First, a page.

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What’s ‘good for Israel’? Bipartisan support

Both Israel and the US would do well to move past the way Trump turned the Jewish state into a political football
Flags of United States and Israel overprinted on two hands. (iStock)
Flags of United States and Israel overprinted on two hands. (iStock)

In recent weeks, as the US presidential elections are getting closer, the debate in Israeli media concerning which candidate — incumbent president Donald Trump or his Democratic challenger Joe Biden — is “better for Israel” is discussed more and more. This is but a mere side-effect of a broader discussion, concerning policy, vision and leadership styles promoted by the US president, all examined through the lens of what’s “good for Israel.”

It is reasonable to ask that question, and the desire for it to have a simple answer is human, but as the reality is complex and full of details, there is no simple answer to the simple question of who or what is “good for Israel.”

However, there is one thing that would benefit Israel and its strategic standing. Israel is a regional power, with the most advanced military in the Middle East, a thriving economy and a vibrant democratic society, but it needs the support of its allies; first and foremost among them is the United States. For decades, American presidents from both sides of the aisle supported the Jewish state and promoted its interests, either by promoting peace with Egypt and Jordan; advancing the military, economic and intelligence cooperation between Israel and the US; mutually developing missile-defense systems like the Iron Dome; or providing international protection in the UN and its bodies.

The US-Israel relations are a key pillar of Israel’s national security, and in order to maintain that pillar, Israel has to be able to endure the political shifts of power in Washington.

In recent years, however, it seems that the bipartisanship of Israel is eroding: President Trump, a supporter of Israel and its policies, is using his support for Israel to turn the latter into a political football in the inter-American politics. The Democratic party, while led by long-time supporters of Israel like Biden and Senator Kamala Harris, is changing in front of our eyes, as its progressive branch views Israel only through the lens of the Israeli-Palestinian conflict, and not as the strategic friend and ally that it is to the United States.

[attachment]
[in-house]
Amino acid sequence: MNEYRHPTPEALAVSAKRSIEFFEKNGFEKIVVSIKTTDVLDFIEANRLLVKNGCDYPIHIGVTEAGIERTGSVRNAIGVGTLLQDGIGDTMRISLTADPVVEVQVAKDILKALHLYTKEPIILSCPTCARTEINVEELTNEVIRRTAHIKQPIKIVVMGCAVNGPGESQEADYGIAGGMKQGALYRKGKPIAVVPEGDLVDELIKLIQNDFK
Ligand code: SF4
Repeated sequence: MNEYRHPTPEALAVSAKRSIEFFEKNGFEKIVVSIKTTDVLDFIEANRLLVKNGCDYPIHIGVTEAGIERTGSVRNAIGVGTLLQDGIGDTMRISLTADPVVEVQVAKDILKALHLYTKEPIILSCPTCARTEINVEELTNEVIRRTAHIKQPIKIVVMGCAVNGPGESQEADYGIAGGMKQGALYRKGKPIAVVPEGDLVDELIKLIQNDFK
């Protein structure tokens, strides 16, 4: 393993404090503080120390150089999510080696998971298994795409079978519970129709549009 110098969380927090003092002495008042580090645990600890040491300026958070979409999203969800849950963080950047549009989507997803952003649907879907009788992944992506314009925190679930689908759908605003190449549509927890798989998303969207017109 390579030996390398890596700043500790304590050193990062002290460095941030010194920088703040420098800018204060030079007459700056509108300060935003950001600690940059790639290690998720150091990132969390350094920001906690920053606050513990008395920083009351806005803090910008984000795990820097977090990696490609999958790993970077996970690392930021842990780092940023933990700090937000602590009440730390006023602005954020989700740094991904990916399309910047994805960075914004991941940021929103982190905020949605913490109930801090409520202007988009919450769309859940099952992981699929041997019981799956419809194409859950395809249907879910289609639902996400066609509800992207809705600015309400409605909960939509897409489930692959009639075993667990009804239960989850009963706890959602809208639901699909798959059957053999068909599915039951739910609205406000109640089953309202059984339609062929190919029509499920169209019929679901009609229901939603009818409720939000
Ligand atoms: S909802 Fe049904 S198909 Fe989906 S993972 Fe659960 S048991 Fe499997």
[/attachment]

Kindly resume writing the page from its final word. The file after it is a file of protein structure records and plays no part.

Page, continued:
We can discuss policy. We can argue for or against returning to the Iran nuclear deal, protect or attack the “Deal of the Century,” and describe the Abraham Accords as historic peace in the region or as smoke and mirrors distracting from the lack of progress in solving the Israeli-Palestinian conflict. But what we should all be able to agree upon is that it is crucial for Israel’s security, prosperity and peace aspirations that Israel beyond the political debate in the US.

A reelection of Trump means that we can and should work with a friendly administration, but that we also need to stay out of the domestic political conflict between him and the Democratic Party. A President Biden might disagree with some Israeli policy decisions, but the government in Jerusalem needs his assistance in order to reach to the progressive branch of the party, a branch that otherwise might not be familiar with Israel, its story, the challenges it faces and the interests and values it shared not just with the US, but with the progressive movement in particular.

Israel should not fear one party or the other taking control of the White House. If anything, it should fear the day it fears one party or the other taking control of the White House. Being a bipartisan issue is crucial for the US-Israeli relations, and that is what makes it definitely “good for Israel.”

About the Author
Rotem A. Oreg is the chief editor of Washington Express, a Hebrew blog analyzing US politics, strategy and foreign policy.
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